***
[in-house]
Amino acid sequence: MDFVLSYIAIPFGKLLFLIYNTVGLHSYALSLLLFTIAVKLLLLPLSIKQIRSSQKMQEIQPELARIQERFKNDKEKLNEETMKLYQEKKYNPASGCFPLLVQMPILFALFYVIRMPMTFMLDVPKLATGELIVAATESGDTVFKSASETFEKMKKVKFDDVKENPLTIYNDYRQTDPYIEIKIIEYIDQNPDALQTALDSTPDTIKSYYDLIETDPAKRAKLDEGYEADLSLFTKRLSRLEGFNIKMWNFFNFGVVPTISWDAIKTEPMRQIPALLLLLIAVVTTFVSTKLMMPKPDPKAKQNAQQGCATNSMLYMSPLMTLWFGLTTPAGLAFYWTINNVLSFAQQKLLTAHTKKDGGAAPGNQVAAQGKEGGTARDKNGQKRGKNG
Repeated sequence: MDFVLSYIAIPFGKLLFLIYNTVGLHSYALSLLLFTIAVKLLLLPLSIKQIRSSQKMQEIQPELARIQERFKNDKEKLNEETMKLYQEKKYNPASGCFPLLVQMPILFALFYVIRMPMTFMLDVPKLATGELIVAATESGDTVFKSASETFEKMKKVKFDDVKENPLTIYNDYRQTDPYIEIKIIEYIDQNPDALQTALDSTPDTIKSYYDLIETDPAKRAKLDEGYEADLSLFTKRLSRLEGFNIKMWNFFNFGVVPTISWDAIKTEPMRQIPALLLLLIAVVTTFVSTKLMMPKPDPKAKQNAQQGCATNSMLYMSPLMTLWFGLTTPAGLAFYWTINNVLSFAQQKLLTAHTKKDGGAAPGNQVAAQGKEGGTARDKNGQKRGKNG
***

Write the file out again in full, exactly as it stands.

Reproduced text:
[in-house]
Amino acid sequence: MDFVLSYIAIPFGKLLFLIYNTVGLHSYALSLLLFTIAVKLLLLPLSIKQIRSSQKMQEIQPELARIQERFKNDKEKLNEETMKLYQEKKYNPASGCFPLLVQMPILFALFYVIRMPMTFMLDVPKLATGELIVAATESGDTVFKSASETFEKMKKVKFDDVKENPLTIYNDYRQTDPYIEIKIIEYIDQNPDALQTALDSTPDTIKSYYDLIETDPAKRAKLDEGYEADLSLFTKRLSRLEGFNIKMWNFFNFGVVPTISWDAIKTEPMRQIPALLLLLIAVVTTFVSTKLMMPKPDPKAKQNAQQGCATNSMLYMSPLMTLWFGLTTPAGLAFYWTINNVLSFAQQKLLTAHTKKDGGAAPGNQVAAQGKEGGTARDKNGQKRGKNG
Repeated sequence: MDFVLSYIAIPFGKLLFLIYNTVGLHSYALSLLLFTIAVKLLLLPLSIKQIRSSQKMQEIQPELARIQERFKNDKEKLNEETMKLYQEKKYNPASGCFPLLVQMPILFALFYVIRMPMTFMLDVPKLATGELIVAATESGDTVFKSASETFEKMKKVKFDDVKENPLTIYNDYRQTDPYIEIKIIEYIDQNPDALQTALDSTPDTIKSYYDLIETDPAKRAKLDEGYEADLSLFTKRLSRLEGFNIKMWNFFNFGVVPTISWDAIKTEPMRQIPALLLLLIAVVTTFVSTKLMMPKPDPKAKQNAQQGCATNSMLYMSPLMTLWFGLTTPAGLAFYWTINNVLSFAQQKLLTAHTKKDGGAAPGNQVAAQGKEGGTARDKNGQKRGKNG